This paper proposes a method on the FMCW-SAR imaging of vibrating targets. We develop a signal model of vibrating targets in FMCW-SAR and take into account continuous motion of platform during pulse time. Based on the signal model, the influence of platform motion is eliminated after dechirp and deskew processes in 2-D frequency domain. The DKT is employed to correct the range cell migration induced by vibration without a priori knowledge of vibrating targets. Then the azimuth quadratic phase compensation is skillfully eliminated in range-Doppler domain. Thus, the range cell migration curves of vibrating targets can be corrected into a range resolution cell, and the mainlobe and paired echoes of vibrating targets are focused in the nominal resolution unit. Moreover, the formula of the RVP of paired echoes is derived. After the RVP removal, we obtain the analytical formula of the vibration phase error in FMCW-SAR. Finally, vibration parameters of the target are estimated for the purpose of compensation of the vibration modulated phase error. Simulation results show that focused and deghosted images of vibrating targets can be obtained even with various vibrating states.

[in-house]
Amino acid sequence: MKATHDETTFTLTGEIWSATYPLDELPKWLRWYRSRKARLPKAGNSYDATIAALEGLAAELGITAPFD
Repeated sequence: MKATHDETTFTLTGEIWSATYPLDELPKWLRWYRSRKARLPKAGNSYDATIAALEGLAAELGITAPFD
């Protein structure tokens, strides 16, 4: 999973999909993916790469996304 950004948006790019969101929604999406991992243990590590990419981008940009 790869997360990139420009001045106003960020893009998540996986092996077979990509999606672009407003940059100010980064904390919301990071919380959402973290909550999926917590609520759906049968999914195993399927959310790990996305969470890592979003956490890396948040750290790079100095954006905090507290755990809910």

This study was cosupported by the National Natural Science Foundation of China (Nos. 61471019 and 61501011) and the Fundamental Research Funds for the Central Universities (No. YWF-15-GJSYS-068).
V. C. Chen, “Analysis of radar micro-Doppler signature with time-frequency transform,” in Proc. of the Tenth IEEE Workshop on Statistical Signal and Array Processing, Pocono Manor, PA, pp. 463–466 (2000).http://dx.doi.org/10.1109/SSAP.2000.870167Google Scholar
T. Thayaparan et al., “Analysis of radar micro-Doppler signatures from experimental helicopter and human data,” IET Radar Sonar Navig. 1, 289–299 (2007).http://dx.doi.org/10.1049/iet-rsn:20060103Google Scholar